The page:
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Herbicides increase the vulnerability of corals to rising sea surface temperature

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dc.contributor Australian Institute Of Marine Science
dc.contributor Australian Inst Marine Sci
dc.contributor Australian Institute Of Marine Science (aims) en UTHICKE, SVEN NEGRI, ANDREW P. FLORES, FLORITA ROETHIG, TILL 2017-03-21T01:23:53Z 2017-03-21T01:23:53Z 2013-02-28T06:51:30Z 2019-07-08T02:15:02Z 2013-02-28T06:51:30Z 2017-03-21T01:23:53Z 2013-02-28T06:51:30Z 2019-07-08T02:15:02Z 2011-03-01
dc.identifier 8706 en
dc.identifier.citation Negri AP, Flores F, Rothig T and Uthicke S (2011) Herbicides increase the vulnerability of corals to rising sea surface temperature. Limnology and Oceanography. 56: 471-485. en
dc.identifier.issn 0024-3590
dc.description Link to abstract/full text - en
dc.description.abstract In order to examine the potential interactive pressures of local pollution and global climate change, we exposed corals and crustose coralline algae (CCA) to three agricultural photosystem II (PSII) herbicides at four temperatures (26-32 degrees C). The coral Acropora millepora was 3- to 10-fold more sensitive to the three herbicides than the CCA Neogoniolithon fosliei. While the photosynthesis of CCA was not affected by the herbicide concentrations used (< 1 mu g L-1), temperatures of 31 degrees C and 32 degrees C alone significantly inhibited photosynthetic efficiency (Delta F: F-m') and caused chronic photoinhibition (reduced F-v : F-m) and substantial bleaching. Environmentally relevant concentrations of each herbicide increased the negative effects of thermal stress on coral at 31 degrees C and 32 degrees C. Mixed model analyses of variance showed that the effects of elevated sea surface temperatures (SST) and herbicide on photosynthetic efficiency of coral symbionts were additive. Furthermore, the effect of either diuron or atrazine in combination with higher SST (31 degrees C and 32 degrees C) on chronic photoinhibition was distinctly greater than additive (synergistic). Reducing the herbicide concentration by 1 mu g L-1 diuron above 30 degrees C would protect photosynthetic efficiency by the equivalent of 1.8 degrees C and reduce chronic photoinhibition by the equivalent of a 1 degrees C reduction. Reduced water quality increases the vulnerability of corals to elevated SSTs, and effective management of local water quality can reduce negative effects of global stressors such as elevated SST.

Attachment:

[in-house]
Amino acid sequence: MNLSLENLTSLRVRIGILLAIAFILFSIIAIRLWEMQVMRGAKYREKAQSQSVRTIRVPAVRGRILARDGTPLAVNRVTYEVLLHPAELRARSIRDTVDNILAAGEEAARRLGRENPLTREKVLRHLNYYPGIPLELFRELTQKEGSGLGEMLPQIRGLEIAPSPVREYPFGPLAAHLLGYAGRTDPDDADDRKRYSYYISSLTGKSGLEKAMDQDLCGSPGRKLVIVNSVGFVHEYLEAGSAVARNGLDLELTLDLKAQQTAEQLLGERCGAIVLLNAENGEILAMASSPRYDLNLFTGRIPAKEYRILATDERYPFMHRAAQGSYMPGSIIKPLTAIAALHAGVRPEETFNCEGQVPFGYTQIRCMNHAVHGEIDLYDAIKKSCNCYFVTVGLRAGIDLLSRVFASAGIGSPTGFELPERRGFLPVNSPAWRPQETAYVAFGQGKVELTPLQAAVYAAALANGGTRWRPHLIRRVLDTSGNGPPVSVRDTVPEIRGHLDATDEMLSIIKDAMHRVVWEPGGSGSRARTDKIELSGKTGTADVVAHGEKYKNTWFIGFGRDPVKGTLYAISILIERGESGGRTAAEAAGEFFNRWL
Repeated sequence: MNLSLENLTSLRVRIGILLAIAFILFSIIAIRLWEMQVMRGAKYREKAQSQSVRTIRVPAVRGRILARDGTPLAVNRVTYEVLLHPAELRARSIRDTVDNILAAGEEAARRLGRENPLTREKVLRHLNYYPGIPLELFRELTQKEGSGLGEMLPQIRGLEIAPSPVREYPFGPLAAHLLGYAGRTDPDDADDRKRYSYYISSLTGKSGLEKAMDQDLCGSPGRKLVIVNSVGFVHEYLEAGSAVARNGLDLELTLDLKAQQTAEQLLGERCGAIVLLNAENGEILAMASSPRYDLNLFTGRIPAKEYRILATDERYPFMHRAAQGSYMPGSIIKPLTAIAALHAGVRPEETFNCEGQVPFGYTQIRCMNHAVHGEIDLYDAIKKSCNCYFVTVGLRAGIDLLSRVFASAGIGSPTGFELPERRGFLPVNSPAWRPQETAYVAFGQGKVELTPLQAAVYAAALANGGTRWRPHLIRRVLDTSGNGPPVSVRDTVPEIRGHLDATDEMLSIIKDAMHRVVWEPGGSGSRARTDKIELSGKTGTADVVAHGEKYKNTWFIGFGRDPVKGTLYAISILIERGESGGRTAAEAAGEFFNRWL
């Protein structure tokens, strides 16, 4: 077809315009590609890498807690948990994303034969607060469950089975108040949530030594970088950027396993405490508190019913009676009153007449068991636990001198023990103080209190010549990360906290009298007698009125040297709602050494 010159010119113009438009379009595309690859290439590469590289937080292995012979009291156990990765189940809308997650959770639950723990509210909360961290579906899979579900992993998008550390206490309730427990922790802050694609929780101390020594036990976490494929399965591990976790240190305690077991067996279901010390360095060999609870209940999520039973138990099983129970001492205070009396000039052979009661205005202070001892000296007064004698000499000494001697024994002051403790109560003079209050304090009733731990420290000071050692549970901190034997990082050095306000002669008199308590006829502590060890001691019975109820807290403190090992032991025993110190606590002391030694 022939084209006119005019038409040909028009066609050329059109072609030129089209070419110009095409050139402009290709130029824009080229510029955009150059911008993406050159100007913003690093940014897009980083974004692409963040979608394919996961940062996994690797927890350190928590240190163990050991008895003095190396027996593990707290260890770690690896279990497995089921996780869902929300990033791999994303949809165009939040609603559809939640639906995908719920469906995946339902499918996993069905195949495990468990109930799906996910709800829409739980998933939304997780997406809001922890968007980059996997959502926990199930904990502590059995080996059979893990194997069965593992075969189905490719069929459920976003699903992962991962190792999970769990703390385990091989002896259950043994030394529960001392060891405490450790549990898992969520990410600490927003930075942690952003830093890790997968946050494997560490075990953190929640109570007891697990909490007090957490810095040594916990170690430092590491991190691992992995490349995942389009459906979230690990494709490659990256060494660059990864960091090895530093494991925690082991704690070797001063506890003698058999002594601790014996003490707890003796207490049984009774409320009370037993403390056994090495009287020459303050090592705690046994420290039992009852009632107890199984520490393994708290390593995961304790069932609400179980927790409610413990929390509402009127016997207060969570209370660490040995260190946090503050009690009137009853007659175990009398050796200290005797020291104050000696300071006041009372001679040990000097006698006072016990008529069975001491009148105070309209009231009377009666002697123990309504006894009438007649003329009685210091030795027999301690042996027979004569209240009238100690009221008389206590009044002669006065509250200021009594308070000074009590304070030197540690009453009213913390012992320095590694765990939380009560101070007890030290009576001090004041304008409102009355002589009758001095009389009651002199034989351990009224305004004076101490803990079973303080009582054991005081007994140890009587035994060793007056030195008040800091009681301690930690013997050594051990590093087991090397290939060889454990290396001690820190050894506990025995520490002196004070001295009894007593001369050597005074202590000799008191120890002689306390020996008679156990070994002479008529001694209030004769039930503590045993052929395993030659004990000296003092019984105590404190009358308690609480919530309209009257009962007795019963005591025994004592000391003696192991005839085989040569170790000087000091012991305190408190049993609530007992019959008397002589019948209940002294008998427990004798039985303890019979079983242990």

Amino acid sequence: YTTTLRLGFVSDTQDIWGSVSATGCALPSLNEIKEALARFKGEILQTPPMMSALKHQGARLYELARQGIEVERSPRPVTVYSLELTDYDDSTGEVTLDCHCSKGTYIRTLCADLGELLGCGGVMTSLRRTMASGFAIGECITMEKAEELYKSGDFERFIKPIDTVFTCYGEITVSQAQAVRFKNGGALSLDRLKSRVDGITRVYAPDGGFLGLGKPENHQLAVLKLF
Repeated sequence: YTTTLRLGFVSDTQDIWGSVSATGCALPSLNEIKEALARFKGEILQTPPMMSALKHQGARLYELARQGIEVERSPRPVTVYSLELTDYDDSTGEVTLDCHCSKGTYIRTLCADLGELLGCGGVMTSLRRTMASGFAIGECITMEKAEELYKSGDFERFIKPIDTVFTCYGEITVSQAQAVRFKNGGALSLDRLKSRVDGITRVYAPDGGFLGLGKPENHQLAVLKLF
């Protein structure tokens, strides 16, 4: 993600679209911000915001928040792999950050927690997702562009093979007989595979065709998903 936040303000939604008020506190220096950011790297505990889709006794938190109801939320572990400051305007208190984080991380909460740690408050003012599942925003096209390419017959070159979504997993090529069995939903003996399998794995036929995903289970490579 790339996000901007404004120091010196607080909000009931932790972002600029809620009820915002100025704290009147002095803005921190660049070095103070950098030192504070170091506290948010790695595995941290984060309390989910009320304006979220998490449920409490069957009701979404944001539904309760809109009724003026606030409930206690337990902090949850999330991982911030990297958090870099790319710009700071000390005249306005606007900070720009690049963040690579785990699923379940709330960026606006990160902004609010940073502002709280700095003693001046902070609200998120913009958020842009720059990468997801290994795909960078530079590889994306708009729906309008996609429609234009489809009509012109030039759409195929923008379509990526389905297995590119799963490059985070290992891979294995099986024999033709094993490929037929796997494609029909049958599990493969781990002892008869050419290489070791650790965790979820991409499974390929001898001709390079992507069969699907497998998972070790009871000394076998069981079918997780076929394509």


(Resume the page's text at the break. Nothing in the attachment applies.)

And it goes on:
dc.description.sponsorship We thank Joost van Dam (Australian Institute of Marine Science) for assistance in the field and laboratory and Jochen Mueller (National Research Centre for Environmental Toxicology, University of Queensland) for helpful discussions. We also thank two anonymous reviewers for their comments, which have improved this article. This research was partly funded by the Australian Government's Marine and Tropical Sciences Research Facility (MTSRF).
dc.description.uri en
dc.language English
dc.language en en
dc.relation.ispartof Null
dc.relation.ispartof Limnology and Oceanography - pages: 56: 471-485 en
dc.relation.isreferencedby Link to Metadata Record - en
dc.relation.uri en
dc.subject Great-barrier-reef
dc.subject Photosystem-ii
dc.subject Algae
dc.subject Diuron
dc.subject Climate-change
dc.subject Chlorophyll Fluorescence
dc.subject Limnology
dc.subject Photoinhibition
dc.subject Marine & Freshwater Biology
dc.subject Zooxanthellae
dc.subject Oceanography
dc.subject Ocean Acidification
dc.subject Porites-cylindrica
dc.title Herbicides increase the vulnerability of corals to rising sea surface temperature
dc.type journal article en
dc.identifier.doi 10.4319/lo.2011.56.2.0471
dc.identifier.wos WOS:000290677800005

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